Day 23. Future. "I got a future so bright I hafta wear shades!" We really don't know what his future will bring, but we will face it with hope and courage and fortitude. 

Day 24. Strength. Strongest person I know..

Day 25. Music. Aaron has always loved music. 
This is a couple years ago at a ballroom competition. This kid has moves! 

"Some memories are unforgettable, remaining ever vivid and heartwarming!"

Joseph B. Wirthlin

Sunday, February 12, 2017

The Plague

Okay, not really.  But it kinda felt like it.  I spent the last week sicker than I remember being in a very long time.  And it looked like a hazmat situation every time I went into Aaron's room:  mask, gloves and robes, after scrubbing and using sanitizer.

Seriously, we really need to keep this guy well!

Except it may not have happened.

We do have some of the garden variety sniffles and coughs going on in the house as well though, and if that's what he's picked up we can probably manage that at home.  If it's what I had, well, we're probably going to find ourselves on "vacation" again.

But in an effort to stay home, we're pulling out all the stops.  I've got a tank that will let me put 15 liters of O2 through every minute.  We've got a shake vest that makes him jiggle like jello trying to move stuff around.  We've got albuterol (all-better-all).  He was on 15 liters for a couple hours this afternoon, but we've managed to scale back to nine on his concentrators again.  He usually gets shake vest treatment twice a day, but I've upped that to every four hours, so six times a day.  He's also getting albuterol every four hours (at least).  I figure if the hospital is going to do the things I can also do at home, let's do it!  It's just if he gets to the point where our ventilator won't support him, then we'll have to go.

But for right now, we're hanging tight.  And I'm really hoping that by being aggressive, we'll manage to make it work.  Here's hoping!

And here's this week's heart posts.  Next month is Trisomy awareness month. (You know, March, third month, trisomy, three chromosomes.)  I'd kinda like to try to do something on Instagram/Facebook each day for March, too, if I can come up with ideas.  So if there's anything you'd like to know, like to see, whatever, PLEASE, let me know.  Shoot me a text or email or respond on here.  I'm pretty good about answering questions, it's just coming up with the questions in the first place.  And as far as Aaron goes, I'm also an open book.  I figure the more people know, the more awareness is spread, the better chance at life kiddos like him have.  So give me suggestions or ask away!!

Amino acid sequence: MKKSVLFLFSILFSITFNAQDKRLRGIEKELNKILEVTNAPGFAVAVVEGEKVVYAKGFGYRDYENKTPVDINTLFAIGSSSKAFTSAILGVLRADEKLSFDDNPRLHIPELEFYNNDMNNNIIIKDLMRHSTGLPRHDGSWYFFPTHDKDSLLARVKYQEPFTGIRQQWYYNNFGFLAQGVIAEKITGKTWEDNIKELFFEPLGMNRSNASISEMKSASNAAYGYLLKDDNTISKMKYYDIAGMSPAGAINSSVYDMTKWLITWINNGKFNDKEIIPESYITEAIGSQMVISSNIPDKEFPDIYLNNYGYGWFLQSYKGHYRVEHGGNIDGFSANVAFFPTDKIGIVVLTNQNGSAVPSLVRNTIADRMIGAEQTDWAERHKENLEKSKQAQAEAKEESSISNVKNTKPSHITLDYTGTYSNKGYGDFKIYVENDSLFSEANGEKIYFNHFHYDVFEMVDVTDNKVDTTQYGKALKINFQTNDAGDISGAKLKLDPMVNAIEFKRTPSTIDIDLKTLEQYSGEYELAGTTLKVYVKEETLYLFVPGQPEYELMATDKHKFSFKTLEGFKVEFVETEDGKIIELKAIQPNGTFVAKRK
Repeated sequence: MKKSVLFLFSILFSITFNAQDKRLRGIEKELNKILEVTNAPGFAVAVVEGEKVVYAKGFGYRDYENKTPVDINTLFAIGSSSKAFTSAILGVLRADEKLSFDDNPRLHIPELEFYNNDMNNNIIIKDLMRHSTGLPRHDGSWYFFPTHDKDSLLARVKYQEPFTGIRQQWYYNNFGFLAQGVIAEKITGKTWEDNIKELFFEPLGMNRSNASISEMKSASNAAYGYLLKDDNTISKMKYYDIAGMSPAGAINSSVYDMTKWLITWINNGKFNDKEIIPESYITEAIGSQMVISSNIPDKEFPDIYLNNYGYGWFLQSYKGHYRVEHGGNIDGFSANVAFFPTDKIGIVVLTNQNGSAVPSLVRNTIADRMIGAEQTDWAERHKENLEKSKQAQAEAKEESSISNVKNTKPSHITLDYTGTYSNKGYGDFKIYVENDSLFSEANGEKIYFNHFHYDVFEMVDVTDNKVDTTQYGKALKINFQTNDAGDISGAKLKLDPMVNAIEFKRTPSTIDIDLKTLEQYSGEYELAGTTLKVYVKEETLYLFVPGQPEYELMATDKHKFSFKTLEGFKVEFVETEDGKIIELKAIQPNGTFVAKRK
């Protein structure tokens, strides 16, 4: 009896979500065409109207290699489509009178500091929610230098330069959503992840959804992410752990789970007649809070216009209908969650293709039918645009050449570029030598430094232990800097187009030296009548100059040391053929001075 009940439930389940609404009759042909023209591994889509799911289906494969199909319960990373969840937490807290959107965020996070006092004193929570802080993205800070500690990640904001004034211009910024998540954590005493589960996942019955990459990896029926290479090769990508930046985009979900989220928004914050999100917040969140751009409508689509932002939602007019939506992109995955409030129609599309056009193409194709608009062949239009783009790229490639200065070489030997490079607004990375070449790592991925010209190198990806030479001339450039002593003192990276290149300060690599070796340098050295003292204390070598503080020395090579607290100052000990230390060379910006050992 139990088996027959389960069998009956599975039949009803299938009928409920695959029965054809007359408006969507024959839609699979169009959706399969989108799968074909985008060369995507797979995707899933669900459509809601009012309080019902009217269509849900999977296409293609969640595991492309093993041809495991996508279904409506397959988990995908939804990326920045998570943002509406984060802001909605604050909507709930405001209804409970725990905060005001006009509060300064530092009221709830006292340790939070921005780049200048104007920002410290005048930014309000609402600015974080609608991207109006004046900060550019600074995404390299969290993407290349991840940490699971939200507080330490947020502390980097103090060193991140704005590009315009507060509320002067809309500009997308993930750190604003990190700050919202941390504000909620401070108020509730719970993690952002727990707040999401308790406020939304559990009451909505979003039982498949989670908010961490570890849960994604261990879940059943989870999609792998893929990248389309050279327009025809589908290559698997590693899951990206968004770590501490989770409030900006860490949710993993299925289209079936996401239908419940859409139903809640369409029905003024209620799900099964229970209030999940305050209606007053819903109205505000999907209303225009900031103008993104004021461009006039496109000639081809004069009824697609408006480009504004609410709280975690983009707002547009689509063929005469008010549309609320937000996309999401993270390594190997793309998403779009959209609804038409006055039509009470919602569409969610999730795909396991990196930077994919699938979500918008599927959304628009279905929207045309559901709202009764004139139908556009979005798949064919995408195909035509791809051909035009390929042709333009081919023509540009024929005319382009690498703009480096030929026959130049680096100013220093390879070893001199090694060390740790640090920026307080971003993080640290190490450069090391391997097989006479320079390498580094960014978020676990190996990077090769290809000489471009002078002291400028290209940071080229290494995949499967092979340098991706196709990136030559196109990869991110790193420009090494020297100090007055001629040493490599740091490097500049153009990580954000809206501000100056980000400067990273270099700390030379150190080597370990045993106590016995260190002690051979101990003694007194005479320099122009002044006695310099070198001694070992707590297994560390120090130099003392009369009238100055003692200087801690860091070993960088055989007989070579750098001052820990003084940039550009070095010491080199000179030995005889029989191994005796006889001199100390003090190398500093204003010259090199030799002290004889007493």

Day 6. Coping. Man, this is a loaded one. Most of the time we cope fairly well. Preparation and anticipation work well. So does chocolate. ;) Sleep, talking things out and blogging are other ways I process.  

Day 7. Day of Birth. Aaron wasn't breathing at birth. Many hospitals wouldn't have tried to help him, but ours did. We had no idea what to expect, if he would be born alive, and if he was, if he would live for more than a few minutes, so all the kids were there before they started the C-section. We're so grateful for all the help and support we were given.  

 Day 8. Milestones. In the beginning, I refused to think of milestones. He wasn't going to live long enough. Now he's lost teeth, goes to school, smiles and laughs and grows. When we brought him home, the tiny outfit was too big. Now he barely can squeeze into the larger one.

Day 9. Hospital. Aaron has been to a few hospitals, but only one is really equipped to handle him. Also known as "The Hotel on the Hill," his "Vacation Home" and "The Clink," Primary Children's Hospital is his home away from home. I haven't counted recently, but I think we're over 300 days total.

Day 10. Echo/EKG/X-ray. We use a variety of tests to check Aaron's heart. These are the noninvasive ones, or the "no ouchie" ones. The echo checks his heart function, how well it's squeezing and moving the blood around. The EKG checks the electrical side of things. And his X-rays look at his heart size (smaller is better here, his is moderately large), his lungs, and his scoliosis.

Day 11 Heart Mom. It's funny, it actually took me a while to realize I was a heart mom. ♥ But while Trisomy 18 is his primary diagnosis, for Aaron, the biggest threat is the way it's affected his heart, and mine.